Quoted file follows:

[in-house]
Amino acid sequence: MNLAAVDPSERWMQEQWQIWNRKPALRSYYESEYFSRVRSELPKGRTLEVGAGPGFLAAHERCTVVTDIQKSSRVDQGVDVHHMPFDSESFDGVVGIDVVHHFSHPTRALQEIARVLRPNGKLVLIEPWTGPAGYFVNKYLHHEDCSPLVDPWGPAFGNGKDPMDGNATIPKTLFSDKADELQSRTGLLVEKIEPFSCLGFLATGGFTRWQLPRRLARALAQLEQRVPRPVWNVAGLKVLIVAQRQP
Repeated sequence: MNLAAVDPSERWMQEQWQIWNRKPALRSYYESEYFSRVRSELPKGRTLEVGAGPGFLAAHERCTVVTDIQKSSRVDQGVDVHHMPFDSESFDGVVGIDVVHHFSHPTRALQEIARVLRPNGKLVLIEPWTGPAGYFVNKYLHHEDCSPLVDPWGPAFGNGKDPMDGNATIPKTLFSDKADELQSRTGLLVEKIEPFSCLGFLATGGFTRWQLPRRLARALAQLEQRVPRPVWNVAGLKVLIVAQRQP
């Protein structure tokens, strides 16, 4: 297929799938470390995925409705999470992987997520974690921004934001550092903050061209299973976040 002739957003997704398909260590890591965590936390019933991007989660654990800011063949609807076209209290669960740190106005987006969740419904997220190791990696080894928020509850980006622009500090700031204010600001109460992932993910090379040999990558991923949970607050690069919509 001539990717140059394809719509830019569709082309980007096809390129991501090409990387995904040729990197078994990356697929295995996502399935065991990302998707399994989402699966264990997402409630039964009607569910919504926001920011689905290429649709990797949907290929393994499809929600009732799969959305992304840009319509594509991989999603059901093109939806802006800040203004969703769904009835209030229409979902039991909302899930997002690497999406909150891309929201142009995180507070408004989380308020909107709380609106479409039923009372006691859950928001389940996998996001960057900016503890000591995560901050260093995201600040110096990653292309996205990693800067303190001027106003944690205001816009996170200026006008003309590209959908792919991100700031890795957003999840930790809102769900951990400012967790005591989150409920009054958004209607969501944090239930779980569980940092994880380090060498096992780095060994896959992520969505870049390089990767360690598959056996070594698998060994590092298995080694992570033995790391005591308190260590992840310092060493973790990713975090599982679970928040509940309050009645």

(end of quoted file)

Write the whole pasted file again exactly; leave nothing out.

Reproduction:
[in-house]
Amino acid sequence: MNLAAVDPSERWMQEQWQIWNRKPALRSYYESEYFSRVRSELPKGRTLEVGAGPGFLAAHERCTVVTDIQKSSRVDQGVDVHHMPFDSESFDGVVGIDVVHHFSHPTRALQEIARVLRPNGKLVLIEPWTGPAGYFVNKYLHHEDCSPLVDPWGPAFGNGKDPMDGNATIPKTLFSDKADELQSRTGLLVEKIEPFSCLGFLATGGFTRWQLPRRLARALAQLEQRVPRPVWNVAGLKVLIVAQRQP
Repeated sequence: MNLAAVDPSERWMQEQWQIWNRKPALRSYYESEYFSRVRSELPKGRTLEVGAGPGFLAAHERCTVVTDIQKSSRVDQGVDVHHMPFDSESFDGVVGIDVVHHFSHPTRALQEIARVLRPNGKLVLIEPWTGPAGYFVNKYLHHEDCSPLVDPWGPAFGNGKDPMDGNATIPKTLFSDKADELQSRTGLLVEKIEPFSCLGFLATGGFTRWQLPRRLARALAQLEQRVPRPVWNVAGLKVLIVAQRQP
């Protein structure tokens, strides 16, 4: 297929799938470390995925409705999470992987997520974690921004934001550092903050061209299973976040 002739957003997704398909260590890591965590936390019933991007989660654990800011063949609807076209209290669960740190106005987006969740419904997220190791990696080894928020509850980006622009500090700031204010600001109460992932993910090379040999990558991923949970607050690069919509 001539990717140059394809719509830019569709082309980007096809390129991501090409990387995904040729990197078994990356697929295995996502399935065991990302998707399994989402699966264990997402409630039964009607569910919504926001920011689905290429649709990797949907290929393994499809929600009732799969959305992304840009319509594509991989999603059901093109939806802006800040203004969703769904009835209030229409979902039991909302899930997002690497999406909150891309929201142009995180507070408004989380308020909107709380609106479409039923009372006691859950928001389940996998996001960057900016503890000591995560901050260093995201600040110096990653292309996205990693800067303190001027106003944690205001816009996170200026006008003309590209959908792919991100700031890795957003999840930790809102769900951990400012967790005591989150409920009054958004209607969501944090239930779980569980940092994880380090060498096992780095060994896959992520969505870049390089990767360690598959056996070594698998060994590092298995080694992570033995790391005591308190260590992840310092060493973790990713975090599982679970928040509940309050009645």